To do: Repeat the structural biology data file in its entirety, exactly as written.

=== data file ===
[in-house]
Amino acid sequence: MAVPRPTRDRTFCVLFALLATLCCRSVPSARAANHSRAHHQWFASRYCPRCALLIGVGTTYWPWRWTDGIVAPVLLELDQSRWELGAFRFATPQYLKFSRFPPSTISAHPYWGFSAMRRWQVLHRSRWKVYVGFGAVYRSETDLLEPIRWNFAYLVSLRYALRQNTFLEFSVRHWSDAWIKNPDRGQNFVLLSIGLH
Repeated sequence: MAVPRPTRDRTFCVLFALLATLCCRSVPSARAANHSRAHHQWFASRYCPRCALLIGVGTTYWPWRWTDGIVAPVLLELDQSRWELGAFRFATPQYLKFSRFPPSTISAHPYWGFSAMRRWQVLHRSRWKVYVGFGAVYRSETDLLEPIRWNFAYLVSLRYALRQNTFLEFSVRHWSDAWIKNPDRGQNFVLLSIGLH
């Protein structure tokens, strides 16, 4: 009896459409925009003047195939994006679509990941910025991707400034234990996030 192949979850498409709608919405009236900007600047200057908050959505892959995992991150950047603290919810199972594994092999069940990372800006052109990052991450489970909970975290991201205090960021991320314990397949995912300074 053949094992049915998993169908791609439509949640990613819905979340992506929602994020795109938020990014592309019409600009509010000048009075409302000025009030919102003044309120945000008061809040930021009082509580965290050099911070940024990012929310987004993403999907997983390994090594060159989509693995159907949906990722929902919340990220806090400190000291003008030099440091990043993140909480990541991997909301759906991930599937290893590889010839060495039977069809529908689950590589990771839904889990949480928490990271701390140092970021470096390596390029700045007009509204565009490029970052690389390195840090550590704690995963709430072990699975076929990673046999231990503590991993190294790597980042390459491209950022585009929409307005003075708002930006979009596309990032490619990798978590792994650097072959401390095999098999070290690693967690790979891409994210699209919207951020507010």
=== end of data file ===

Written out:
[in-house]
Amino acid sequence: MAVPRPTRDRTFCVLFALLATLCCRSVPSARAANHSRAHHQWFASRYCPRCALLIGVGTTYWPWRWTDGIVAPVLLELDQSRWELGAFRFATPQYLKFSRFPPSTISAHPYWGFSAMRRWQVLHRSRWKVYVGFGAVYRSETDLLEPIRWNFAYLVSLRYALRQNTFLEFSVRHWSDAWIKNPDRGQNFVLLSIGLH
Repeated sequence: MAVPRPTRDRTFCVLFALLATLCCRSVPSARAANHSRAHHQWFASRYCPRCALLIGVGTTYWPWRWTDGIVAPVLLELDQSRWELGAFRFATPQYLKFSRFPPSTISAHPYWGFSAMRRWQVLHRSRWKVYVGFGAVYRSETDLLEPIRWNFAYLVSLRYALRQNTFLEFSVRHWSDAWIKNPDRGQNFVLLSIGLH
């Protein structure tokens, strides 16, 4: 009896459409925009003047195939994006679509990941910025991707400034234990996030 192949979850498409709608919405009236900007600047200057908050959505892959995992991150950047603290919810199972594994092999069940990372800006052109990052991450489970909970975290991201205090960021991320314990397949995912300074 053949094992049915998993169908791609439509949640990613819905979340992506929602994020795109938020990014592309019409600009509010000048009075409302000025009030919102003044309120945000008061809040930021009082509580965290050099911070940024990012929310987004993403999907997983390994090594060159989509693995159907949906990722929902919340990220806090400190000291003008030099440091990043993140909480990541991997909301759906991930599937290893590889010839060495039977069809529908689950590589990771839904889990949480928490990271701390140092970021470096390596390029700045007009509204565009490029970052690389390195840090550590704690995963709430072990699975076929990673046999231990503590991993190294790597980042390459491209950022585009929409307005003075708002930006979009596309990032490619990798978590792994650097072959401390095999098999070290690693967690790979891409994210699209919207951020507010």